Beijing squeezes, and HSBC knows where it makes most of its money. Standard Chartered, another UK bank, did the same.
By Nick Corbishley, of WOLF STREET:
Global banking behemoth HSBC threw its full weight behind China’s imposition of security legislation on Hong Kong, arguing that the new law will help bring much-needed political stability and economic growth and development to the city. The bank’s kowtowing to Beijing is the inevitable culmination of the UK-based lender’s multiyear Asian re-pivot, but it also risks attracting U.S. ire. And if recent history is any indication, that tends not to end happily for global lenders.
In a post on one of HSBC’s social media accounts in China, the bank’s Asia-Pacific head Peter Wong signed a petition backing the law. “HSBC respects and supports any laws that stabilize the social order in Hong Kong and revitalize economic prosperity and development in Hong Kong,” Wong said in the post.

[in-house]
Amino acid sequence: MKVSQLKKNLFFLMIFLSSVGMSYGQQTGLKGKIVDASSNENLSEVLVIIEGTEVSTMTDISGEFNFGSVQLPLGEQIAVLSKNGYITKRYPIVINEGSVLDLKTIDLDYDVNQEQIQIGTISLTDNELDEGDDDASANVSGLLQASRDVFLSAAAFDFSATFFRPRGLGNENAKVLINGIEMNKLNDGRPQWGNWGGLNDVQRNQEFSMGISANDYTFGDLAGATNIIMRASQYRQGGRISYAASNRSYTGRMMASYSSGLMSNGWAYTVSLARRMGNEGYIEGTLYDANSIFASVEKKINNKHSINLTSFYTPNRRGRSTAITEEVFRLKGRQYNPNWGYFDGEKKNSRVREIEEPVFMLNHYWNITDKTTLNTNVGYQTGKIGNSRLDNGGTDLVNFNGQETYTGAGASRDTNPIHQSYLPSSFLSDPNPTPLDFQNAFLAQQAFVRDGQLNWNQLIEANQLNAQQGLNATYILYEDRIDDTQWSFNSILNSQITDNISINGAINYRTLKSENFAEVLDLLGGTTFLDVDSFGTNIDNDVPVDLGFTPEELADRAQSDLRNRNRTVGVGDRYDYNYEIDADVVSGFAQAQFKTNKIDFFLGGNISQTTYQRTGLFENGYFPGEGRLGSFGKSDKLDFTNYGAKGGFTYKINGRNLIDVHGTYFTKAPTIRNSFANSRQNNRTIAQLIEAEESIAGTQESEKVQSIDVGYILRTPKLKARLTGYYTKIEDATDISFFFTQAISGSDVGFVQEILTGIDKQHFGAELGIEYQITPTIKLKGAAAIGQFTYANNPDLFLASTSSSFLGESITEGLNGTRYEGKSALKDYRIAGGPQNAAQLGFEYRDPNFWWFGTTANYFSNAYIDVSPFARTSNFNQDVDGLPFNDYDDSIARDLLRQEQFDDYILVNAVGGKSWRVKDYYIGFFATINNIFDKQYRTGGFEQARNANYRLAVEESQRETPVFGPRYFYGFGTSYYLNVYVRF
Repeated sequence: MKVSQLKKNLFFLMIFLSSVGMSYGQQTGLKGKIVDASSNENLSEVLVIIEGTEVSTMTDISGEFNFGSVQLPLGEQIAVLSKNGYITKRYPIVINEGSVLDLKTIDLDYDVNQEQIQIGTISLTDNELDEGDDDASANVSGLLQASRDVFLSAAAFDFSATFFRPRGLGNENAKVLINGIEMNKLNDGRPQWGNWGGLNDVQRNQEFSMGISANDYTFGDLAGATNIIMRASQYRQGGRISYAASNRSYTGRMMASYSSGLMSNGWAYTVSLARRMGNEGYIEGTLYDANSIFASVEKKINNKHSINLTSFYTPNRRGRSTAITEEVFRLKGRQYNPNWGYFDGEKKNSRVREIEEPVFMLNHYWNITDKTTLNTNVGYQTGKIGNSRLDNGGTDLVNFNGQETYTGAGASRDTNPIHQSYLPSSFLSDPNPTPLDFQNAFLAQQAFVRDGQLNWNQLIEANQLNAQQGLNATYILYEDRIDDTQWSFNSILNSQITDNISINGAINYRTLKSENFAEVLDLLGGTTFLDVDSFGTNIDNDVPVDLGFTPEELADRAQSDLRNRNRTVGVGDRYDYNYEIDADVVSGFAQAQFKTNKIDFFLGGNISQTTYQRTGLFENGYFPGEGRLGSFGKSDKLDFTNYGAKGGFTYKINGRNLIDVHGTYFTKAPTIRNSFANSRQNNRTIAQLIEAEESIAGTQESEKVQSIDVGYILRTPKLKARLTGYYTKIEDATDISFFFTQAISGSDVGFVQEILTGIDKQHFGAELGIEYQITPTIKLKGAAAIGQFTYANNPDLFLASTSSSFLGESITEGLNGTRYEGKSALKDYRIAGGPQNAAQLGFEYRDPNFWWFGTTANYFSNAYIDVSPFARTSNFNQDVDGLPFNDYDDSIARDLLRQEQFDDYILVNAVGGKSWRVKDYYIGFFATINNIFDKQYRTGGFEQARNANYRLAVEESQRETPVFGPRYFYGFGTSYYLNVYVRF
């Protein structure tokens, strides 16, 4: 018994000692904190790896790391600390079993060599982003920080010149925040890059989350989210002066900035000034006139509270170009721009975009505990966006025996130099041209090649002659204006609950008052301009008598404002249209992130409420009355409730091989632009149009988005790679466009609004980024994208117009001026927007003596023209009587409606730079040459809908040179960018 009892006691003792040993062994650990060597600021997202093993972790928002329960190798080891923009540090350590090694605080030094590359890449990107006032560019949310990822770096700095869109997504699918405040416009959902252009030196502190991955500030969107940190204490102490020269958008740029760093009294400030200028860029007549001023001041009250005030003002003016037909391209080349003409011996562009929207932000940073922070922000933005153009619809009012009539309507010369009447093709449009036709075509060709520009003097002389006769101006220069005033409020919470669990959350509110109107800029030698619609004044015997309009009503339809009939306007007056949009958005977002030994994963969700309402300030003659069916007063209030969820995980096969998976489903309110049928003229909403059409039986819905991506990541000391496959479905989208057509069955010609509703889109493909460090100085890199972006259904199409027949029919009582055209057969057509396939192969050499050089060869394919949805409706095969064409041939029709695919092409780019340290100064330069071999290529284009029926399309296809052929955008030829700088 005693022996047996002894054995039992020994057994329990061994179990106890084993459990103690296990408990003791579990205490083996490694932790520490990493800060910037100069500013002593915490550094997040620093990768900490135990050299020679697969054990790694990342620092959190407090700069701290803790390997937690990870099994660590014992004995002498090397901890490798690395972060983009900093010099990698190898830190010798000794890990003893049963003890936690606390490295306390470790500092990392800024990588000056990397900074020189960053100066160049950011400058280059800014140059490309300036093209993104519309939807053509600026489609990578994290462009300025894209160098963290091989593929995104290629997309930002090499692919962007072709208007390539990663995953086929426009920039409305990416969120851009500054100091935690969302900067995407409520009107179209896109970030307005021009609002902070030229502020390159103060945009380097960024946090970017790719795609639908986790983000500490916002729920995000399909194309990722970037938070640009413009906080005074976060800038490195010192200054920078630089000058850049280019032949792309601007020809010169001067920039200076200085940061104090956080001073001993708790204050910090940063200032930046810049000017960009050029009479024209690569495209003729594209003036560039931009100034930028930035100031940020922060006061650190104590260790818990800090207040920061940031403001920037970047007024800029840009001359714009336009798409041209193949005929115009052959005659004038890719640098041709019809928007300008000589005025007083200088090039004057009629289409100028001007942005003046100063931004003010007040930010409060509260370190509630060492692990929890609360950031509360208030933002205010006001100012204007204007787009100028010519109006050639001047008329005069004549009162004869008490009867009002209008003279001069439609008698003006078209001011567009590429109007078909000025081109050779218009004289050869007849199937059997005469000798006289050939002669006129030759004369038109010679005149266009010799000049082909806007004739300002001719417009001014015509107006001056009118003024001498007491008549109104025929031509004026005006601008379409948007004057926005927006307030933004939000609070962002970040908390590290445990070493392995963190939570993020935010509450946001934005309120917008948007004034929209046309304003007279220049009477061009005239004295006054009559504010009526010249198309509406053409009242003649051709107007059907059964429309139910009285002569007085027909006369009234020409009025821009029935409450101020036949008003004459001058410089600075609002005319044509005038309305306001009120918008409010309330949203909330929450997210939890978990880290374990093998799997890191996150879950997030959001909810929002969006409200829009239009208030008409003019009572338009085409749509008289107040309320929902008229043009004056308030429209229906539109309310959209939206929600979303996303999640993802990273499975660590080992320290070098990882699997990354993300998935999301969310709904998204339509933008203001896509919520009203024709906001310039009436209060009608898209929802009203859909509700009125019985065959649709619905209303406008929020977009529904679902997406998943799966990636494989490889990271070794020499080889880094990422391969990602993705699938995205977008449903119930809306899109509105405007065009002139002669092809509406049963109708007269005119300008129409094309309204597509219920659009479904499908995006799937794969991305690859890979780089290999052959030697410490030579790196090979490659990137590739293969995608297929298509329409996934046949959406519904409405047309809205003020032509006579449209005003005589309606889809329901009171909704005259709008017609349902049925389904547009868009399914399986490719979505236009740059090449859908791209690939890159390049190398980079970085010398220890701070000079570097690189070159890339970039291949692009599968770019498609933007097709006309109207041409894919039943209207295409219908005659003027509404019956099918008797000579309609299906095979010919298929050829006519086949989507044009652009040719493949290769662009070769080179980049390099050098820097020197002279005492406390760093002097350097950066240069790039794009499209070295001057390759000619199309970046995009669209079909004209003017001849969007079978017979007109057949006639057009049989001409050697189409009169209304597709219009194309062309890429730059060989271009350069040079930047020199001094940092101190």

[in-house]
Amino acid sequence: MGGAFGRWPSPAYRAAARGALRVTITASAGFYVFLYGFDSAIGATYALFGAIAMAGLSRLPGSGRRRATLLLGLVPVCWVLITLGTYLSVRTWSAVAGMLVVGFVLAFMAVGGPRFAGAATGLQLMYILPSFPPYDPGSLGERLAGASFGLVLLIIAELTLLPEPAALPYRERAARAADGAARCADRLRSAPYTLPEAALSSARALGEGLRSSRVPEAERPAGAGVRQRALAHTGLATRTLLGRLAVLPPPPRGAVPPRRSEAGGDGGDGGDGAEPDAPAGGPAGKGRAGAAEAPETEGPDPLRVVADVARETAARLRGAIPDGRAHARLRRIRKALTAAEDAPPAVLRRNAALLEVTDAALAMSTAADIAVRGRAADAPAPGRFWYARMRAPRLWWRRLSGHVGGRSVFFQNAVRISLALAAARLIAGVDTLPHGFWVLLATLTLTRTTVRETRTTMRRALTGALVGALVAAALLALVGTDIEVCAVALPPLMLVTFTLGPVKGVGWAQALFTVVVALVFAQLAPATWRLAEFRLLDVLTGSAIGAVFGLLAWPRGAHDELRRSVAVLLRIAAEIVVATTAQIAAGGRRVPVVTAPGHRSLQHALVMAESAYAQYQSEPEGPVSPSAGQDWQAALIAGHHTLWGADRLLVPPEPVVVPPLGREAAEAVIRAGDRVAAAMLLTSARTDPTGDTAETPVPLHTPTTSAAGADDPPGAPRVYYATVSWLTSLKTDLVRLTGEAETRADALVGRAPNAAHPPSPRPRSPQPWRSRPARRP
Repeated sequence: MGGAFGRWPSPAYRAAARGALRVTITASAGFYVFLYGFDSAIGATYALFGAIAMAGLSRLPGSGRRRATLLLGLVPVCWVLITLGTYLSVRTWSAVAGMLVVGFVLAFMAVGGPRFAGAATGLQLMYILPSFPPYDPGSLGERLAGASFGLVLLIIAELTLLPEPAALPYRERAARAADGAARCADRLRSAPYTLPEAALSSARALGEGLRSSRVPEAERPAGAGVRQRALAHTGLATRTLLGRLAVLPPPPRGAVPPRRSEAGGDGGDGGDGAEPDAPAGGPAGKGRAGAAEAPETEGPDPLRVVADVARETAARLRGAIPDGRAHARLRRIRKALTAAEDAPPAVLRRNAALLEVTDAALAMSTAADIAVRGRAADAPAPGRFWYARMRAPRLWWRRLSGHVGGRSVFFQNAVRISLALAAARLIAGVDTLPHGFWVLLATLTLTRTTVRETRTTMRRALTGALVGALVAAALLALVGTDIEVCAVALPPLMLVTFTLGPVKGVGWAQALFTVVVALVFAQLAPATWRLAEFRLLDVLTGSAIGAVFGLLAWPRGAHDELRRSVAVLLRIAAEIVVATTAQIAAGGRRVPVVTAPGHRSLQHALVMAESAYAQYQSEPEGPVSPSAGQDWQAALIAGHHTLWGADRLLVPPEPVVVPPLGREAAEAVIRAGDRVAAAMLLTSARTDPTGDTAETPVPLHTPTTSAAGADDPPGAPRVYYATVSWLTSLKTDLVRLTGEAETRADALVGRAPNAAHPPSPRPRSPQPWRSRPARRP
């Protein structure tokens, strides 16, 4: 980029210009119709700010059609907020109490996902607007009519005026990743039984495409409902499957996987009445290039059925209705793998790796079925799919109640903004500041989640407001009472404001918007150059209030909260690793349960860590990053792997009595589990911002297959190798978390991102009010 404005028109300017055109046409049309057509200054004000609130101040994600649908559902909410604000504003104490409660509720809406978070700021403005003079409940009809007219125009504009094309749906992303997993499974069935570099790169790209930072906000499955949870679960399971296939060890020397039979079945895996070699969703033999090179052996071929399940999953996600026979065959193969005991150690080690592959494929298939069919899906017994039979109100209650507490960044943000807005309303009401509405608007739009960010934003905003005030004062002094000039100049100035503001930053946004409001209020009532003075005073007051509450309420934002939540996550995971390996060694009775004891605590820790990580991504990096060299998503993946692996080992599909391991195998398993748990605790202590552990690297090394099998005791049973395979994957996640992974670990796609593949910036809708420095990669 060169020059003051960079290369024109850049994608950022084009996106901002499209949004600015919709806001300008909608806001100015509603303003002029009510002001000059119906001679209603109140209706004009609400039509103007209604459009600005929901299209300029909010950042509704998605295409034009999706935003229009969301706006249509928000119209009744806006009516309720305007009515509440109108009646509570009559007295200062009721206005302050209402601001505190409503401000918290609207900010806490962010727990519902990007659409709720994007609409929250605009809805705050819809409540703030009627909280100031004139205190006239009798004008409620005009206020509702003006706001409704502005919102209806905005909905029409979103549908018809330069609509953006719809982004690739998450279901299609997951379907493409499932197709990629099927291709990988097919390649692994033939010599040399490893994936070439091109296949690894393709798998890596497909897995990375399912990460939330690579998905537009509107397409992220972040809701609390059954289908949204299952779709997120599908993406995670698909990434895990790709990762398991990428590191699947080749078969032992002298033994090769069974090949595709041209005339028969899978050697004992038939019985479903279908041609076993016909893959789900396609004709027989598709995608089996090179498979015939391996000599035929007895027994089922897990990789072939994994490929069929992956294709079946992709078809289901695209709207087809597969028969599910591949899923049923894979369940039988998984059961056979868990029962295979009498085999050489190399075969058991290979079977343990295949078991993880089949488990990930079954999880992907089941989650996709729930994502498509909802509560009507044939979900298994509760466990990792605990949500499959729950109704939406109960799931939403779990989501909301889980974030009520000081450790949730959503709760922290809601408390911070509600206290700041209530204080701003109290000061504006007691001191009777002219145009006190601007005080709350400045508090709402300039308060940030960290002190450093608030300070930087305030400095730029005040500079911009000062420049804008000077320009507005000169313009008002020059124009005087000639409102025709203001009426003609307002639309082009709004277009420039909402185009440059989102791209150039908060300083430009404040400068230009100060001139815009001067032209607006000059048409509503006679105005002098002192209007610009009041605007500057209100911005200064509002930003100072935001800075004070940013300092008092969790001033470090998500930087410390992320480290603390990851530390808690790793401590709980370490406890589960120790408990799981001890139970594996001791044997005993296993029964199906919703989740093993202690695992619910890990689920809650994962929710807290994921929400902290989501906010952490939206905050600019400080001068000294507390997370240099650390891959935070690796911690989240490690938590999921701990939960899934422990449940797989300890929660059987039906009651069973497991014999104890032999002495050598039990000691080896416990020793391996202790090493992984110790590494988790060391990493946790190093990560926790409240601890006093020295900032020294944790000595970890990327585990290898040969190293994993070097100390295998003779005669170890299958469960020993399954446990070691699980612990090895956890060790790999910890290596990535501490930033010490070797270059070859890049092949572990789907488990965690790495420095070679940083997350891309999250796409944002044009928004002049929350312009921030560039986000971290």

Mr. Wong’s comments were quickly seconded by the institution he represents. Asked to comment on the social media post, an HSBC spokeswoman in London said: “We respect and support laws and regulations that will enable Hong Kong to recover and rebuild the economy and, at the same time, maintain the principle of ‘one country two systems.’”
The governments of the U.S., the UK and their five-eye partners, Australia, Canada, and New Zealand, would beg to differ. They assert that China’s new security law obliterates the one country, two systems principle, “dramatically eroding,” in the words of UK Premier Boris Johnson, the partial autonomy Hong Kong was granted when London handed back control of the city to Beijing in 1997. Yesterday, Johnson offered refuge to up to 3 million Hong Kong citizens, which is unlikely to have gone down well in Beijing…